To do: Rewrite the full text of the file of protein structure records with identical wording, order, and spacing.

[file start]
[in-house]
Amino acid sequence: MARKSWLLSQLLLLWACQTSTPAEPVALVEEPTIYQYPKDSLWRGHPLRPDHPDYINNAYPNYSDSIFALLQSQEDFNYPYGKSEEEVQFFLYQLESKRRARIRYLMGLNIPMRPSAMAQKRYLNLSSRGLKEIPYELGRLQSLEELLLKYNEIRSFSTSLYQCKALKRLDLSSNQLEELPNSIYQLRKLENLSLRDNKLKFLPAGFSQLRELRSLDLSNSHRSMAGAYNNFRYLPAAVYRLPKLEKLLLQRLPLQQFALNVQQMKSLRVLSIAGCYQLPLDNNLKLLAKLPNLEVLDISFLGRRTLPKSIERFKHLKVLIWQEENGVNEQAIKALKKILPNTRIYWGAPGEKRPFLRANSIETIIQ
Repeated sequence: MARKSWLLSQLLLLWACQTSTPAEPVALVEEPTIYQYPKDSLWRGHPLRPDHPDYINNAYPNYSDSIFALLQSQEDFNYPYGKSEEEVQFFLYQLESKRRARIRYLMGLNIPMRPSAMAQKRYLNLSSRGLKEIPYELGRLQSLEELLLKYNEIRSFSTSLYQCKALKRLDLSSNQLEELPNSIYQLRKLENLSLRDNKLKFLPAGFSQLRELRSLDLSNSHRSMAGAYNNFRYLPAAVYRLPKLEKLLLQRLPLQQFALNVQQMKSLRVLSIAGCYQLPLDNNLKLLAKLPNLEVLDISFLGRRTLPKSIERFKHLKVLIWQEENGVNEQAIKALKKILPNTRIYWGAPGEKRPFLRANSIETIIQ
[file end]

[in-house]
Amino acid sequence: MARKSWLLSQLLLLWACQTSTPAEPVALVEEPTIYQYPKDSLWRGHPLRPDHPDYINNAYPNYSDSIFALLQSQEDFNYPYGKSEEEVQFFLYQLESKRRARIRYLMGLNIPMRPSAMAQKRYLNLSSRGLKEIPYELGRLQSLEELLLKYNEIRSFSTSLYQCKALKRLDLSSNQLEELPNSIYQLRKLENLSLRDNKLKFLPAGFSQLRELRSLDLSNSHRSMAGAYNNFRYLPAAVYRLPKLEKLLLQRLPLQQFALNVQQMKSLRVLSIAGCYQLPLDNNLKLLAKLPNLEVLDISFLGRRTLPKSIERFKHLKVLIWQEENGVNEQAIKALKKILPNTRIYWGAPGEKRPFLRANSIETIIQ
Repeated sequence: MARKSWLLSQLLLLWACQTSTPAEPVALVEEPTIYQYPKDSLWRGHPLRPDHPDYINNAYPNYSDSIFALLQSQEDFNYPYGKSEEEVQFFLYQLESKRRARIRYLMGLNIPMRPSAMAQKRYLNLSSRGLKEIPYELGRLQSLEELLLKYNEIRSFSTSLYQCKALKRLDLSSNQLEELPNSIYQLRKLENLSLRDNKLKFLPAGFSQLRELRSLDLSNSHRSMAGAYNNFRYLPAAVYRLPKLEKLLLQRLPLQQFALNVQQMKSLRVLSIAGCYQLPLDNNLKLLAKLPNLEVLDISFLGRRTLPKSIERFKHLKVLIWQEENGVNEQAIKALKKILPNTRIYWGAPGEKRPFLRANSIETIIQ